Informative lec-dem by Dr. Padmaja Suresh
- Sruthi Kumar

June 21, 2015

Dr. Padmaja Suresh’s lecture-demonstration Dance Divine held on 13th June 2015 at The Fine Arts Society Chembur, Mumbai, was the first of its kind throwing light on the important and common aspects of Tantra - The Science and Natya - The Art.

The President of Fine Arts Society introduced her as a senior performer and research scholar who immediately took to spearhead this initiative of theirs. She commenced the lecture with an introduction to Tantra and Natya, and explained the requirement of ‘Yantra’ (a medium) for their prayoga. (Mystical diagrams as the Yantra for Tantra and the body for Natya) Tantra contains descriptions of ritual practices, sacred formulae (mantras), mystical diagrams (yantras), gestures (mudras), postures (asanas), initiation (diksha), yoga or mystic practices. Natya is used to explain an idea, various emotions, stories, epics with the combination of music and dance and involves gestures (hastas) and postures (mandalis). Drawing parallels, both adhere to the guru-shishya parampara.

She explained that the Upanishads and Vedas are important sources from which one acquires Tatbodha, Saakshi, Siva and Brahma Gnanas along with Pathya, Abhinaya, Geeta and Rasa which form the very base for Tantra and Natya, thus referring to its aagamic origin. Padmaja analyzed the correlation with the following key points of the lecture that emphasize the philosophical unity between the two streams:

•         The dialogue between Shiva (Consciousness) and Shakthi (Energy) manifested as the foundation for Natya and Tantra.

•         Tantra worship is a means and not an end. The worship here is subtle (sukshma), transcendental (para). The Mind, the contemplating instrument on a deity, is transformed into that which it is meditating on (Prana Pratishta) Natya, based on the Tantric view that the form and formless are part of one unified reality.

•         Bharata (propagator of Natya Shastra) was acquainted with the elaborate procedures of rituals of Vedic yajna, the necessity of consecrating the space through puja. Doors of Sringara Kaksha of Sanskrit theatre post the gods of Death and Destiny that signifies death of ego and overcoming of destiny.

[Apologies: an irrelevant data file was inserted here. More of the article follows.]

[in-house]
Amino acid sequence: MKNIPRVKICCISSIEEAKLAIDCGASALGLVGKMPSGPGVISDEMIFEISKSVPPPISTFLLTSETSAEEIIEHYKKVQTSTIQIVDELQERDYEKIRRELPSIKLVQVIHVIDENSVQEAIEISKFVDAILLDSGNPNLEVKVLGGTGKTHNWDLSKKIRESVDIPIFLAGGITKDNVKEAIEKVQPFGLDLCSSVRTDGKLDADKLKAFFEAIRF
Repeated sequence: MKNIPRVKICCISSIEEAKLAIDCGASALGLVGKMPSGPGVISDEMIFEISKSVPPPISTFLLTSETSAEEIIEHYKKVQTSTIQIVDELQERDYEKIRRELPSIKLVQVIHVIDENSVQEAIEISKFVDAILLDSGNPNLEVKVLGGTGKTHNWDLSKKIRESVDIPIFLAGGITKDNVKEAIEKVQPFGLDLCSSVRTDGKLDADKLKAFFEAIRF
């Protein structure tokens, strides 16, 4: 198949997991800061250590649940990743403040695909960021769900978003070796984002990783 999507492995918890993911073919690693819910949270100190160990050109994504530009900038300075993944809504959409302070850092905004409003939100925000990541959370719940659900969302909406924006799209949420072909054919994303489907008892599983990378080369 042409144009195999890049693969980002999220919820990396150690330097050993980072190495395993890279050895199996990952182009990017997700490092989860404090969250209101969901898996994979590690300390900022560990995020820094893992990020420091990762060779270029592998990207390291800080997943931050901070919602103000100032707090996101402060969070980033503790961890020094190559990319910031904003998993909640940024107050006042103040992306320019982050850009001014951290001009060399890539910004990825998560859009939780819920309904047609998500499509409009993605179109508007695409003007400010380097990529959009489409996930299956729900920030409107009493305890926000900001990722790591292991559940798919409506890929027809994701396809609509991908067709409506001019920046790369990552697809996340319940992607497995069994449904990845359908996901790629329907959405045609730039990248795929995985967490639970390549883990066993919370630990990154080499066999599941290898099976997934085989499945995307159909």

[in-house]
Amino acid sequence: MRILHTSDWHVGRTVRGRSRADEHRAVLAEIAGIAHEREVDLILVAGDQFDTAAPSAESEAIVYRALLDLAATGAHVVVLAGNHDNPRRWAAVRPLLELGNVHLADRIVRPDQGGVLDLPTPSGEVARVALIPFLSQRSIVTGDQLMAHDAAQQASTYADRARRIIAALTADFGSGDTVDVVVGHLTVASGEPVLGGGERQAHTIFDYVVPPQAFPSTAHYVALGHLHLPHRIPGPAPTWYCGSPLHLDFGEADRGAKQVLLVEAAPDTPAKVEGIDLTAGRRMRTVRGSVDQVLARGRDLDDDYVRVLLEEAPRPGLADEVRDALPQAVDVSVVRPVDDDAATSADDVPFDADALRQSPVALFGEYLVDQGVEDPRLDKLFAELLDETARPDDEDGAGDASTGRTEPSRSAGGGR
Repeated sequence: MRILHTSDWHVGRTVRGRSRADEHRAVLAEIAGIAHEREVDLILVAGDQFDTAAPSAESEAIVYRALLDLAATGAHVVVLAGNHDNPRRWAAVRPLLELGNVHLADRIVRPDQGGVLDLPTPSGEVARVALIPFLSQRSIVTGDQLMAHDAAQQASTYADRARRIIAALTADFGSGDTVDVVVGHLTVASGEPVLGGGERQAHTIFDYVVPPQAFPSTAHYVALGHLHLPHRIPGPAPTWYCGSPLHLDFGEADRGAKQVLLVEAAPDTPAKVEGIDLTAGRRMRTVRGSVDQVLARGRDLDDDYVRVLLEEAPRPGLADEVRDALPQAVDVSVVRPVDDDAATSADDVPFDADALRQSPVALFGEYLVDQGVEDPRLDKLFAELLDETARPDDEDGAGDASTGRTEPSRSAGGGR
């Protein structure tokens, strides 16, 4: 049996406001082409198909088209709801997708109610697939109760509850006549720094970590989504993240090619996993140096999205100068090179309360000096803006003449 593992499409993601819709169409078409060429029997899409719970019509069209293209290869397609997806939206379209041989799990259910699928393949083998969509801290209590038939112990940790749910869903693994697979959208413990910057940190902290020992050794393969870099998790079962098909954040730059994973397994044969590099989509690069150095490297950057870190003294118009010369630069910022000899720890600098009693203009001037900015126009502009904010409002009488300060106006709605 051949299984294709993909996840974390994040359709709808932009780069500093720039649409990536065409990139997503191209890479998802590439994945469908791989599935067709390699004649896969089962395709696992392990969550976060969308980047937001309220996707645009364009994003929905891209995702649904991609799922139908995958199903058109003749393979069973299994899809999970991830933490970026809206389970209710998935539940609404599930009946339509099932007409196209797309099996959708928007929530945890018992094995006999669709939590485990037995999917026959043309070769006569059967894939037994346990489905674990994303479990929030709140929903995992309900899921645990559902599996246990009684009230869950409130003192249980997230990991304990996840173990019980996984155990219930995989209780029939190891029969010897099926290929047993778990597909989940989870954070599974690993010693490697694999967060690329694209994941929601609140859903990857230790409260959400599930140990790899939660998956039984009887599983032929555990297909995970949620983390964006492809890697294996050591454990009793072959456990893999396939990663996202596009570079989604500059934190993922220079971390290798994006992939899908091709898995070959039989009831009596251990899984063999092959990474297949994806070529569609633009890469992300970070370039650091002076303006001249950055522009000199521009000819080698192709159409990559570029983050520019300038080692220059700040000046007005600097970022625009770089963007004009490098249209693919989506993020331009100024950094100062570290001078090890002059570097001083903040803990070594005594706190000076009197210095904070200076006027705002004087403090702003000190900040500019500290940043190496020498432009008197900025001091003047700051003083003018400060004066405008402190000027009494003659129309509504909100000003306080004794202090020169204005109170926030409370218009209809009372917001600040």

•         Abhinavabharati, Vijnana Bhairava, Siva Sutra and others variously interpret the broader philosophical rationalization of tantra, along with its assimilation to aesthetics. Bhavabhuti, the dramatist, is probably the first to mention Bharata Muni as the author and he calls him Tauryatrikasutrakara.

•         Tantra Sastra Paradigm: exemplifies conception of the supreme personality of God, when God becomes the Universe beyond Purusha and Prakriti - the complete, WHOLE. FORCE of dancing comes with the discovery of the ‘I’ and egoistic ‘I’ re-unites with ‘I’....Brahman.... I AM!

•         Aesthetic experience is in tasting one’s own essential beatitude and in this sense, Rasa is truly single and this ‘I’, THE SELF, gets coloured by determinants and consequents (vibhavas and anubhavas) but remains as ITSELF- Aham Idam.

•         Spanda is the movement, the inner rhythm of the aesthetic experience. This force manifests in the instinctive emotions like joy, anger, fear, love etc. Descent and Ascent of VAK  (Para, Pashtanti, Madhyama and Vaikhari in the dance of creation and dissolution).

•         The dancer, experiencing oneness in difference by enacting several roles, travels from third to second to first person and then NO PERSON.

She drew attention to the number 108 which is significant to both; 108 karanas in Natya and 108 ritualistic mudras in Tantra. The vital connection between the sapta chakras, sapta swaras and beejaksharas (seed syllables) was explained with precision and ease. She differentiated between the uses and depiction of hastas and mudras by stating that hastas (of Natya) have many clear meanings and are for public consumption whereas mudras (of Tantra) are used to communicate with God and have limited specific meaning.

Padmaja, in her demonstration, brought out the link between physical, emotional and vital space. A few chosen lines from Adi Shankara’s Saundarya lahari and Ardhanariswara Stotram, Muthuswamy Deekshithar’s Kamalamba Navaavarana in Anandabhairavi were selected to demonstrate her study on Tantra and Natya.

The striking feature about her was her reverence and gratitude towards her gurus (K. Kalyanasundaram and Mythili Kalyanasundaram) and parents (Chakyar Rajan and Devika) and humility displayed throughout. The ex-Principal of The FAS Arts School, in his speech, gave high accolade for the artiste’s depth and dedication. In a short span of 90 minutes, Padmaja managed to transport us to a different realm and gave us that experience which cannot be encapsulated in these few sentences.

Sruthi Kumar is the disciple and granddaughter of Guru K. Kalyanasundaram of Sri  Rajarajeswari Bharata Natya Kala Mandir, Mumbai. She has been performing for over a decade at major events in India. She holds an MA in Philosophy, Religion, Culture and  studies Sanskrit alongside music and dance.